The Sonderaktion 1005 (English: Special Action 1005), also called Aktion 1005, or Enterdungsaktion (English: Exhumation Action) began in May 1942 during World War II to hide any evidence that people had been murdered by Nazi Germany in Aktion Reinhard in occupied Poland. The operation, which was conducted in strict secrecy from 1942–1944, used prisoners to exhume mass graves and burn the bodies. These work groups were officially called Leichenkommandos ("corpse units") and were all part of Sonderkommando 1005; inmates were often put in chains in order to prevent escape.
In May 1943 the operation moved into occupied territories in Eastern Europe to destroy evidence of the Holocaust. Sonderaktion 1005 was used to conceal the evidence of massacres committed by SS-Einsatzgruppen Nazi death squads that had massacred hundreds of thousands of mostly Jews, as well as Roma and local civilians in Eastern Europe. The Aktion was overseen by selected squads from the Sicherheitsdienst and Ordnungspolizei.
Blobel began his work experimenting at Chełmno (Kulmhof). Attempts to use incendiary bombs to destroy exhumed bodies were unsuccessful as the weapons set fire to nearby forests. The most effective way was eventually found to be giant pyres on iron grills. The method involved building alternating layers of corpses and firewood on railway tracks. Afterwards remaining bone fragments could be crushed by pounding with heavy dowels or in a grinding machine and then re-buried in pits. The operation officially began at Sobibór extermination camp. The Leichenkommando exhumed the bodies from mass graves around the camp and then burned them, after which task the workers were executed. The process then moved to Bełżec in November 1942. The Auschwitz and Belsen camps had crematoria with furnace rooms on site to dispose of the bodies, therefore the Aktion 1005 commandos were not needed there.
The semi-industrial incineration of corpses at the Treblinka extermination camp began as soon as the political danger associated with the earlier burials was realized. In 1943, the 22,000 Polish victims of the Soviet Katyn massacre were discovered near Smolensk in Russia and reported to Adolf Hitler. Their remains were well preserved underground, attesting to the Soviet mass murder. By April 1943, the Nazi propaganda began to draw attention of the international community to this war crime. The Katyn Commission was formed to make detailed examinations in an effort to drive a wedge between the Allies. Meanwhile, the secret orders to exhume mass graves and burn the hundreds of thousands of victims instead came directly from the Nazi leadership in April. The corpses that had been buried at Treblinka with the use of a crawler excavator were dug up and cremated on the orders of Heinrich Himmler himself, who visited the camp in March 1943. The instructions to utilise rails as grates came from ScharführerHerbert Floss, the camp's cremation expert. The bodies were placed on cremation pyres that were up to 30 metres (98 ft) long, with rails laid across the pits on concrete blocks. They were splashed with petrol over wood, and burned in one massive blaze attended by roughly 300 prisoners who operated the pyres. In Bełżec, the round-the-clock operation lasted till March 1943. In Treblinka, it went on at full speed until the end of July.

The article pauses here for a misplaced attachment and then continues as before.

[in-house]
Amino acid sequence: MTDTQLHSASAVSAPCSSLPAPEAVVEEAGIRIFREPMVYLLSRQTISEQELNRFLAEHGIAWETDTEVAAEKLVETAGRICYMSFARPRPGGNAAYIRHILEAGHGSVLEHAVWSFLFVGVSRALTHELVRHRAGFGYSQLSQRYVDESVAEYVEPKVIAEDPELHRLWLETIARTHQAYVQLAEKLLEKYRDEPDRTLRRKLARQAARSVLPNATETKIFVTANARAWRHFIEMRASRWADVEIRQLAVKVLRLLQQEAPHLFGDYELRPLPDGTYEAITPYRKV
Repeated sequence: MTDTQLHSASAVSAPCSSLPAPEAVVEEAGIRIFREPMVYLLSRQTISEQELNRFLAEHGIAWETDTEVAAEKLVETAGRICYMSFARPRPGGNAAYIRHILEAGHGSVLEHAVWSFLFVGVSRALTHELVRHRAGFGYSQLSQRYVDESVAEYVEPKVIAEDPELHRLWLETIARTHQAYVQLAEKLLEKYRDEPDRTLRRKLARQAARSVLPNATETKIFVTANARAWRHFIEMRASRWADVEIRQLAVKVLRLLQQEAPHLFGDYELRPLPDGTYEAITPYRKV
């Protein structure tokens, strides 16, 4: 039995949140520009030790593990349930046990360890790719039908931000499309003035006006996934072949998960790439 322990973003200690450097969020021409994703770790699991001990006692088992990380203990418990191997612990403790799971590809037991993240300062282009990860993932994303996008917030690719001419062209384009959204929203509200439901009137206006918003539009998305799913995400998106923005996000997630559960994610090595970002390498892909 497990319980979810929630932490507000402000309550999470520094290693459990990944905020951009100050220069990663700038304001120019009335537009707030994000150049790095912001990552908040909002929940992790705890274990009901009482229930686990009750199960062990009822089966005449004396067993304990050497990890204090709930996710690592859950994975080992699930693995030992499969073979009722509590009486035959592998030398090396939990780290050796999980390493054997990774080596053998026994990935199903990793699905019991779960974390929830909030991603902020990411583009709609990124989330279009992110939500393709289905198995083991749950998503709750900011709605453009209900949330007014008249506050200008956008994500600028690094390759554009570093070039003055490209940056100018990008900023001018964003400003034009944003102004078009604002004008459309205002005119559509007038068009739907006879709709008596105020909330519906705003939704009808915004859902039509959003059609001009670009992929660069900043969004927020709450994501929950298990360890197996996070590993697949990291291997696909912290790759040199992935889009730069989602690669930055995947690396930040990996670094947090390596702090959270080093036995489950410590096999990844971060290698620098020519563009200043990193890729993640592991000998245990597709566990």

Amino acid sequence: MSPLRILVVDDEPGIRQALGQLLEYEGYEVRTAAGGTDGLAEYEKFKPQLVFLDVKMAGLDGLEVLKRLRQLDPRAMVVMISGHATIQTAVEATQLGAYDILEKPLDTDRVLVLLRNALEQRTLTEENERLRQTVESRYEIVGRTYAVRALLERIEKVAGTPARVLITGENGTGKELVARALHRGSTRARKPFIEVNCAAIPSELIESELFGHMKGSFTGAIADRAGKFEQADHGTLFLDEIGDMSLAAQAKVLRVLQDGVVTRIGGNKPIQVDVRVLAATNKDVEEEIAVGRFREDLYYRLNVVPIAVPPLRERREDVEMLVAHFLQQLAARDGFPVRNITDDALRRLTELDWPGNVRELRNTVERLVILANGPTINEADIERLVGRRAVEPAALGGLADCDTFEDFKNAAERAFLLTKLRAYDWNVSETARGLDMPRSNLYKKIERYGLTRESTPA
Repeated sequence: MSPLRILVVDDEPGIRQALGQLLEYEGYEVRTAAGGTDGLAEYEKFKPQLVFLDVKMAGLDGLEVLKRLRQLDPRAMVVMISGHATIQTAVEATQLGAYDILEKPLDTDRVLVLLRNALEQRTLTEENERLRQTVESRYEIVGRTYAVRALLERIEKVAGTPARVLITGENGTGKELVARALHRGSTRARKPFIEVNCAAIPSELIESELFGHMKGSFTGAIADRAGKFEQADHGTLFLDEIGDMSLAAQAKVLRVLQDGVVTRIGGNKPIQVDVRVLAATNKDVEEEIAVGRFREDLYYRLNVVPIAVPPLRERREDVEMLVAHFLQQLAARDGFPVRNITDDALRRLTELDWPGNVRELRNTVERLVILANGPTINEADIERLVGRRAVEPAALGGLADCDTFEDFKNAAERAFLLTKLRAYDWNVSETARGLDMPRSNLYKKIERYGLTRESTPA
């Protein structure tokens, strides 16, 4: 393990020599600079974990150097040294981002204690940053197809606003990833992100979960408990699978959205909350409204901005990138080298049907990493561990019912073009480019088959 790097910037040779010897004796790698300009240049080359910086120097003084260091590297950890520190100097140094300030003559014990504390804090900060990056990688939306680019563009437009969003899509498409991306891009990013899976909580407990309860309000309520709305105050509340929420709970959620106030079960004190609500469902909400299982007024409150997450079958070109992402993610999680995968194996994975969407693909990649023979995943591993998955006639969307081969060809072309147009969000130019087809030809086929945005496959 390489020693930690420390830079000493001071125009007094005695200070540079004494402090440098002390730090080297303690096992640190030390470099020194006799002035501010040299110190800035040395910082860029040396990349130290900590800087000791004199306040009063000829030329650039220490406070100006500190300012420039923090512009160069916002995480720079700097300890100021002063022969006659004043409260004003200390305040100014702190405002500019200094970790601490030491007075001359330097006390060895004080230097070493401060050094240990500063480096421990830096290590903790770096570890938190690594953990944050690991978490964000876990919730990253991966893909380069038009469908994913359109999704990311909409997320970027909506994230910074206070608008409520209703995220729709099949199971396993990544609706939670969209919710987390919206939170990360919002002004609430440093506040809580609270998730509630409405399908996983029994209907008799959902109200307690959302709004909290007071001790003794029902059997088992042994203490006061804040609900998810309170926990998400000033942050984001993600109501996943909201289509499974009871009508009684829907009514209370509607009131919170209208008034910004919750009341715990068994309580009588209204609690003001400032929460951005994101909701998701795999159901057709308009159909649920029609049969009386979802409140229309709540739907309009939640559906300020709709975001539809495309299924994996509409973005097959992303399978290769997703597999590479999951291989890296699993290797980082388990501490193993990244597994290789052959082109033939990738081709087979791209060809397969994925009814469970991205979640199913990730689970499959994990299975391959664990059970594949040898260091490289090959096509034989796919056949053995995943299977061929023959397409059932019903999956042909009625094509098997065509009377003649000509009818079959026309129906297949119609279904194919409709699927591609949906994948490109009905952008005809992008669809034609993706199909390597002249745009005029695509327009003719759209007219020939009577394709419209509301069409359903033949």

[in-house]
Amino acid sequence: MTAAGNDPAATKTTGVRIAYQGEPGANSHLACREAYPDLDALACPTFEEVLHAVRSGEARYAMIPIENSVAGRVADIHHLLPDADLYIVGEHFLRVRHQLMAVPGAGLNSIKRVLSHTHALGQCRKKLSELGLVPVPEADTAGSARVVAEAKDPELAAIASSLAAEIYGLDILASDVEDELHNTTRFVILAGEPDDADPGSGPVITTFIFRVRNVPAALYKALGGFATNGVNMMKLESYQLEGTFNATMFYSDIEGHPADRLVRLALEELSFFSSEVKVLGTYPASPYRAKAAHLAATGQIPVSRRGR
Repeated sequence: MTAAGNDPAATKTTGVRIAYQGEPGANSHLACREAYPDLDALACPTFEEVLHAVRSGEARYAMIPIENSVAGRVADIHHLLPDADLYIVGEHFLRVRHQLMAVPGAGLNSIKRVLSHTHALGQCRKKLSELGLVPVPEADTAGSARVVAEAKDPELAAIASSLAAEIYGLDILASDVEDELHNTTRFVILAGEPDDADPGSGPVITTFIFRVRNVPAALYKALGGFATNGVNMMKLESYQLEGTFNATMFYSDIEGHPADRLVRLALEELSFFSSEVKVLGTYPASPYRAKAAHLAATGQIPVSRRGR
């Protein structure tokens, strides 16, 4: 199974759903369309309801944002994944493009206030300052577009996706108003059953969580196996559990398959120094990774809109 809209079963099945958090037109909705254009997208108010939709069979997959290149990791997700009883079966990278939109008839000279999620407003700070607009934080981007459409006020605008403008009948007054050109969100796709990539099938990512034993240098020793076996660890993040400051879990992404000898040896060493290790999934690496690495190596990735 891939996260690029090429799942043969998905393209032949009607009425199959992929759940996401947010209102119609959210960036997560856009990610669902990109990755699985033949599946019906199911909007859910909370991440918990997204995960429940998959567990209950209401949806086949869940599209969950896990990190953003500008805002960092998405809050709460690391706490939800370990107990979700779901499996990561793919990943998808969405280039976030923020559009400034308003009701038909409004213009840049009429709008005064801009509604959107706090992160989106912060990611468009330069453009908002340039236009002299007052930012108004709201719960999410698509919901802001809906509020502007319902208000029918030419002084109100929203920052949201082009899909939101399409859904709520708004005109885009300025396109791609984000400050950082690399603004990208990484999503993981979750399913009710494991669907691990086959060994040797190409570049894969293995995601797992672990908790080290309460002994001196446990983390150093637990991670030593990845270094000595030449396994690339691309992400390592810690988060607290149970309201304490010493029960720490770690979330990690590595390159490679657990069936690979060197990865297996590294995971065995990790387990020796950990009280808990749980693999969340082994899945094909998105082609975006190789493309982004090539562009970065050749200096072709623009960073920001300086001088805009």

The operation also returned to the scenes of earlier mass killings such as Babi Yar, Ponary, the Ninth Fort, as well as Bronna Góra. By 1944, with Soviet armies advancing, SS-ObergruppenführerWilhelm Koppe, head of the Reichsgau Wartheland ordered that each of the five districts of General Government territory set up its own Aktion 1005 commando to begin "cleaning" mass graves. The operations were not entirely successful as the advancing Soviet troops reached some of the sites before they could be cleared.
In November 1942, in Eichmann's office in Berlin, I met Standartenfuehrer Plobel [sic], who was leader of Kommando 1005, which was specially assigned to remove all traces of the final solution of the Jewish problem by Einsatz Groups and all other executions. Kommando 1005 operated from at least autumn 1942 to September 1944 and was all this period subordinated to Eichmann. The mission was constituted after it first became apparent that Germany would not be able to hold all the territory occupied in the East and it was considered necessary to remove all traces of the criminal executions that had been committed. While in Berlin in November 1942, Plobel [sic] gave a lecture before Eichmann's staff of specialists on the Jewish question from the occupied territories. He spoke of the special incinerators he had personally constructed for use in the work of Kommando 1005. It was their particular assignment to open the graves and remove and cremate the bodies of persons who had been previously executed. Kommando 1005 operated in Russia, Poland and through the Baltic area. I again saw Plobel [sic] in Hungary in 1944 and he stated to Eichmann in my presence that the mission of Kommando 1005 had been completed. — SS-HauptsturmführerDieter Wisliceny
Aktion 1005 was depicted in the 1988 TV miniseries War and Remembrance. It also plays a central role in Daniel Silva's 2005 novel A Death in Vienna.
Schindler's List also depicts Aktion 1005 when Jewish prisoners were forced to exhume corpses for burning on open pyres.